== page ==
Class XII and X results are out. This year too, students have scored cent per cent marks. But this madness of marks, with students scoring 100% even in subjects like literature, is getting educators worried, and thus questioning the evaluation process employed by the boards. Experts believe that this trend of ‘perfect score’ discriminate against students who are creative and lack the aptitude for memorising. It is all about numbers now, they feel. Former NCERT director Krishna Kumar describes this trend to The Times of India, as the “victory of the crammers.” He says, “The problem is with the way questions are set and the model answers developed for it. These model answers are such where students can completely reproduce the answers to get full marks. The slightly original and creative ones lose in the process.”
While it is evident that the current evaluation process is shifting focus on rote learning and numbers, the question is what should one do to fix this system?
“Unless we get rid of the board exams, it’s going to be 12 years of preparation for the exam. That’s what ultimately matters if life is decided by what percentage we get in the board exam. If that’s the parameter by which we are going to judge our students, then that’s what our system will produce. So unless we change that, we can’t really change the system,” said educationist Dr Parth J. Shah, adding, “At the fundamental level, we really have to revamp the system.” Dr Shah is a founder of one of India’s prominent educational think tanks, Centre for Civil Society (CCS). He is also a director of Indian School of Public Policy.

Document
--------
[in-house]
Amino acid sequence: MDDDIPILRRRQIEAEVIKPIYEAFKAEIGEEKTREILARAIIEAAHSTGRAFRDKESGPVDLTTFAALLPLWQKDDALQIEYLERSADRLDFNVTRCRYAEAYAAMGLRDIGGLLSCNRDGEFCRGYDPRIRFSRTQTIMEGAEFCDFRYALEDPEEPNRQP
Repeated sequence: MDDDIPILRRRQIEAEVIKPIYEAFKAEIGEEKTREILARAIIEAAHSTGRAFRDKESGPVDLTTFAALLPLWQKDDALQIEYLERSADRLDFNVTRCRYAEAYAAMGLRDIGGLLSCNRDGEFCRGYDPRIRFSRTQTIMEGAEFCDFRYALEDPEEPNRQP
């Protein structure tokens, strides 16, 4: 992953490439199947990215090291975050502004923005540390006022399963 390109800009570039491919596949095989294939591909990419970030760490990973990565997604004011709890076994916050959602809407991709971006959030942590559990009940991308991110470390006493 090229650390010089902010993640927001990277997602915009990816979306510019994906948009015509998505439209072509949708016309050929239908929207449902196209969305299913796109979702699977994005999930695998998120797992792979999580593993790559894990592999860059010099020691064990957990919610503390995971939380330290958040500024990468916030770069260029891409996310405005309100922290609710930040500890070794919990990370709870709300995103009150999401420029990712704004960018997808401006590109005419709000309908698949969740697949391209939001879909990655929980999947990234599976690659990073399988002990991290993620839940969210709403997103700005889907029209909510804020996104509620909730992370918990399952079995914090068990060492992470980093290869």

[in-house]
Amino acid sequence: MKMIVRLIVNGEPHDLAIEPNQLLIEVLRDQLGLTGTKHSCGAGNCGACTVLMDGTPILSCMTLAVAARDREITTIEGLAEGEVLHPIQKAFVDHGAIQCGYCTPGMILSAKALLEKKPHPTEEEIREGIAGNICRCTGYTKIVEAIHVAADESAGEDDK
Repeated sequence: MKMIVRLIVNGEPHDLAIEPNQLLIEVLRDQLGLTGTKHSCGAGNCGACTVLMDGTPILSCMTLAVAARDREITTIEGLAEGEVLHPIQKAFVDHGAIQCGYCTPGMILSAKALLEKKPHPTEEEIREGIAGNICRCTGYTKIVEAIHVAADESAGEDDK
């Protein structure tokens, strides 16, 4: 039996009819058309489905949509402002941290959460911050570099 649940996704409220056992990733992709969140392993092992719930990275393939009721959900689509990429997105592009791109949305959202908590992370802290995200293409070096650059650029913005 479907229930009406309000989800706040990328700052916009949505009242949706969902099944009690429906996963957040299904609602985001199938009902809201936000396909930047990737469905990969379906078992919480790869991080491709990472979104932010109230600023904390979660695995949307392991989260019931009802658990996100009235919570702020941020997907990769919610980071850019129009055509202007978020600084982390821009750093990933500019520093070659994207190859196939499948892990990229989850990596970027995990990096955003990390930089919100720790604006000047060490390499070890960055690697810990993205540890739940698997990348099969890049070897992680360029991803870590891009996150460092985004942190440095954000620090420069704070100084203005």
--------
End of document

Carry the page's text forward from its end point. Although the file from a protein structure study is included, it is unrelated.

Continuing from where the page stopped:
But how can we get rid of board exams when marks determine the future of children? For example, their class XII result determines the colleges that they can get admission into. Similarly, based on class X results, students get to choose the subjects/stream in class XI-XII.
“The question is how do other countries do it? There are very few countries in the world that have a board exam. Countries have aptitude tests like SAT. So, you finish your class XII, take these tests, and present the test scores before the college admission committee, along with a bio about various other things that you have done in these 12 years of life. The college then decides whether you qualify for it or not. But in India, in order to make life easy for the college admission committee, we have decided to have board exams. Based on the marks scored in exams, the college comes up with cut-offs. Why should we make life easy for the college admission committee while it becomes difficult for everyone else? Life of a college admission officer is always very difficult everywhere in the world where a good education system exists. That’s because they have to judge many things, not just one exam score, and then decide whether a student is worthy of admission or not. There is no justification for having board exams,” said Dr Shah.